Allison Blair Jolly
“The more you put yourself out there. The more racing you do. The better you get.”
August 4, 1956 -
Birthplace: St. Petersburg, Florida
Allison Jolly and her crew Lynne Jewell were the first women to win a Gold Medal in sailing in the modern Olympic Games dating back to 1896. Jolly grew up in St. Petersburg, Fl. and started sailing at the age of 10. She was an All American sailor at Florida State University. She won the Women’s Collegiate National Championship in 1975 and again in 1976. She was named Yachtswoman of the Year in 1976 after winning the Adams Cup and was presented the award again (along with Jewell) after the Olympics in 1988.
Winning an Olympic medal is an important accomplishment but being the first woman to skipper and become an Olympic Champion is historic. Jolly was strong throughout the Olympic regatta on the waters off Pusan, South Korea in September of 1988. In the first four races, she and Jewell had finishes of 3-1-1-2 in the seven-race series. In Race 5 the Americans were disqualified for an incident with the French. Jolly had made a quick tack to stay clear and capsized in the process. The French protested and the International Jury ruled in the French team’s favor. In Race 6 Jolly came back with a second-place finish. The Americans were in good shape going into the final race and needed 14th place finish to guarantee a Gold Medal.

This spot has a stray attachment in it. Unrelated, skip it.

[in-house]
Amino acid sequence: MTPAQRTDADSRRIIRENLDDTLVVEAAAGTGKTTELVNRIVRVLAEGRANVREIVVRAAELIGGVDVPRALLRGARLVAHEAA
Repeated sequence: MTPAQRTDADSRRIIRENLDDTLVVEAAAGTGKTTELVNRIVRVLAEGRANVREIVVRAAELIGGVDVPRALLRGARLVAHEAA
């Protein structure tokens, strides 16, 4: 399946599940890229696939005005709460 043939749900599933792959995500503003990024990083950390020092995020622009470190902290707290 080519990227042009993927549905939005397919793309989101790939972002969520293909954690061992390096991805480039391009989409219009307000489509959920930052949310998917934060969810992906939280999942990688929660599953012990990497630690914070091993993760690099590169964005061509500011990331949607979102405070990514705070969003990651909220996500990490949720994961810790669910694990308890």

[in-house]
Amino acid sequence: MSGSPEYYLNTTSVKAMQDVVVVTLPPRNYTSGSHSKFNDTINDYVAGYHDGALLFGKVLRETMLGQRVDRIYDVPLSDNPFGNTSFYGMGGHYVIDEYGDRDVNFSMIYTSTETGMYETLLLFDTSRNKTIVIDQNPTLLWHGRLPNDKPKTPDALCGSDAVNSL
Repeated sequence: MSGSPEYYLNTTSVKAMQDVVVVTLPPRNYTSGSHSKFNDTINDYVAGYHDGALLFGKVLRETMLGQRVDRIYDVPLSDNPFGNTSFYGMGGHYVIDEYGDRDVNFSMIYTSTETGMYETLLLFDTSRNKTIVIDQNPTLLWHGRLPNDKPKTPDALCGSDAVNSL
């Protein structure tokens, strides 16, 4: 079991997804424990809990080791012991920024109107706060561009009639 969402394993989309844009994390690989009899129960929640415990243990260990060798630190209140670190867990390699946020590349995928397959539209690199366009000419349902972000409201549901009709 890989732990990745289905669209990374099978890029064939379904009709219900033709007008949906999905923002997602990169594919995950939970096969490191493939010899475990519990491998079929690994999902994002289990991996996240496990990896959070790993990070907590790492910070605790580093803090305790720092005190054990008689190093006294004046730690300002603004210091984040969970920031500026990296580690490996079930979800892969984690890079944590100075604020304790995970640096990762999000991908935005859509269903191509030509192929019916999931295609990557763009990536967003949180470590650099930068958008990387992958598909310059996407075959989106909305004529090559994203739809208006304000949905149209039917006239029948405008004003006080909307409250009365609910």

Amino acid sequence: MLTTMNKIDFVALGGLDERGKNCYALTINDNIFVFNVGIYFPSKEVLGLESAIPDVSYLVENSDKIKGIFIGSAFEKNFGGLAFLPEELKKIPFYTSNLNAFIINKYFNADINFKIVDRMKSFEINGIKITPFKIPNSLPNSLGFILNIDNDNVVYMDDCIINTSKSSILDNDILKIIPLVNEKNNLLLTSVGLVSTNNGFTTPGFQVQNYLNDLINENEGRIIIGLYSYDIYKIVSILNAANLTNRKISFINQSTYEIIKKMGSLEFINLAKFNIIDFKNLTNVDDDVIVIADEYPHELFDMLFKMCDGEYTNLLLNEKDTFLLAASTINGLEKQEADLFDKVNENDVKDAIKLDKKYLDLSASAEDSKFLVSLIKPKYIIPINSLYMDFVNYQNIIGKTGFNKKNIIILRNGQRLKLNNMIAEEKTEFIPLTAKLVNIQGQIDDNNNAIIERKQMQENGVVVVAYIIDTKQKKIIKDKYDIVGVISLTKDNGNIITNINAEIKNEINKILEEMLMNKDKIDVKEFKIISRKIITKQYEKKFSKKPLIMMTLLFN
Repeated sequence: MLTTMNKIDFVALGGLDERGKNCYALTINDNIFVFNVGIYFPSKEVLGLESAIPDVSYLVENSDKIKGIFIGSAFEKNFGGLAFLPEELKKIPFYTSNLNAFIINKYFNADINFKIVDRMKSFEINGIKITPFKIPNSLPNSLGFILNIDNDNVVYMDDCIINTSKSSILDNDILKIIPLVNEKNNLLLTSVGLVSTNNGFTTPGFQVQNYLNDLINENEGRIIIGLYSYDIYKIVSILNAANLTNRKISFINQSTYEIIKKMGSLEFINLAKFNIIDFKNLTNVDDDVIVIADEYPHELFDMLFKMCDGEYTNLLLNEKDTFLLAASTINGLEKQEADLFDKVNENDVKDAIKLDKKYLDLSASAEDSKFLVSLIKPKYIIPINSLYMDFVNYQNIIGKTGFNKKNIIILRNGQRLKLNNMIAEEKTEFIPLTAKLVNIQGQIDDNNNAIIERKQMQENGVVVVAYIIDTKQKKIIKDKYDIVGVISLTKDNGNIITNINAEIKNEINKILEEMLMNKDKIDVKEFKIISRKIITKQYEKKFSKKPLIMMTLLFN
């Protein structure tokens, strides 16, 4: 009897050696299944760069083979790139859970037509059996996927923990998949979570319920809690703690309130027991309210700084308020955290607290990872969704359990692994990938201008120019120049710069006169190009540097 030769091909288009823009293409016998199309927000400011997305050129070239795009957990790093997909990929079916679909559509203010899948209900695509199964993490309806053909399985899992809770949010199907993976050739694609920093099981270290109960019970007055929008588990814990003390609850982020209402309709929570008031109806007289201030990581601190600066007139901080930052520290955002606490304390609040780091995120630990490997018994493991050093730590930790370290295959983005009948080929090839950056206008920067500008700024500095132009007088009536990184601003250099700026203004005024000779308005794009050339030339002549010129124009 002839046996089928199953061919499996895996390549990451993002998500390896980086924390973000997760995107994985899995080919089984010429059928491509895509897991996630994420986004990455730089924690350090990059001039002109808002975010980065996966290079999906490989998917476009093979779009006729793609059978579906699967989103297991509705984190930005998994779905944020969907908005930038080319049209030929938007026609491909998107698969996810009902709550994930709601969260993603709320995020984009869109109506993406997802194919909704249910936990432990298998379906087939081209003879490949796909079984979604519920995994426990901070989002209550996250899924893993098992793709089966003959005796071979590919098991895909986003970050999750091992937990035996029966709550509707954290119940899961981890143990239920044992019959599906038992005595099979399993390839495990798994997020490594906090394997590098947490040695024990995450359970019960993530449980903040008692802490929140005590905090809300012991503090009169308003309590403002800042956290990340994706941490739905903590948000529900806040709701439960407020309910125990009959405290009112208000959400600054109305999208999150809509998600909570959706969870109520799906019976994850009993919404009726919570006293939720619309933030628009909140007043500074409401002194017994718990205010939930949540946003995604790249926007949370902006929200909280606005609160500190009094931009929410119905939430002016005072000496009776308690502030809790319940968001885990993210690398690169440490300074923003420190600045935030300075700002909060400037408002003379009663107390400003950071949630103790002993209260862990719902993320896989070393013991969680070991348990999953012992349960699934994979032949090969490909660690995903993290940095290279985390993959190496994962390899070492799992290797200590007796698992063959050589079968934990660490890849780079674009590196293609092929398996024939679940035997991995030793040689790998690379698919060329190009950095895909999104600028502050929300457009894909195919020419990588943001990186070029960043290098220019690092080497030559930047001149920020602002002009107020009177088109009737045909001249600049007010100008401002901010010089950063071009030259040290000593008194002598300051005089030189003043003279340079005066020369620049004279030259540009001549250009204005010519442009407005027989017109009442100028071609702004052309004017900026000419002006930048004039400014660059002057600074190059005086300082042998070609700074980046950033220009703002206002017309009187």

The final race was marred by 30-knot winds. It was a survival contest. The jib halyard started to slip down and the boat was sailing slowly. After considerable debate, the Americans decided to lower the jib and try to make a repair. It would be a dangerous move when the rig went slack in the huge waves. Jolly braced her foot against the mast while Jewell made the fix. When they got back underway the pair were nearly in last place in the 21 boat fleet. With two legs to sail, they had to pass 7 boats to climb back in to first in the standings. At the windward mark, with the wind now howling at 35 knots, Jolly called for a spinnaker set. They were the only 470 in the fleet to risk flying the spinnaker. Their years of heavy wind training paid off. They ended up ninth in the race and secured the Gold Medal.
Jolly continued racing for the next 10 years winning championships in 470s and Fireballs. In 2010 she was elected as President of the US 470 Class Association. In 2016 she was inducted into the Florida Sports Hall of Fame. She has been the long-time sailing coach for the University of South Florida and hosted the Intercollegiate National Sailing Championship in 2013. Jolly says, “I love coaching. It is a huge responsibility, and yet an opportunity as well. I am often the adult person they see the most for 4 years.”
— Gary Jobson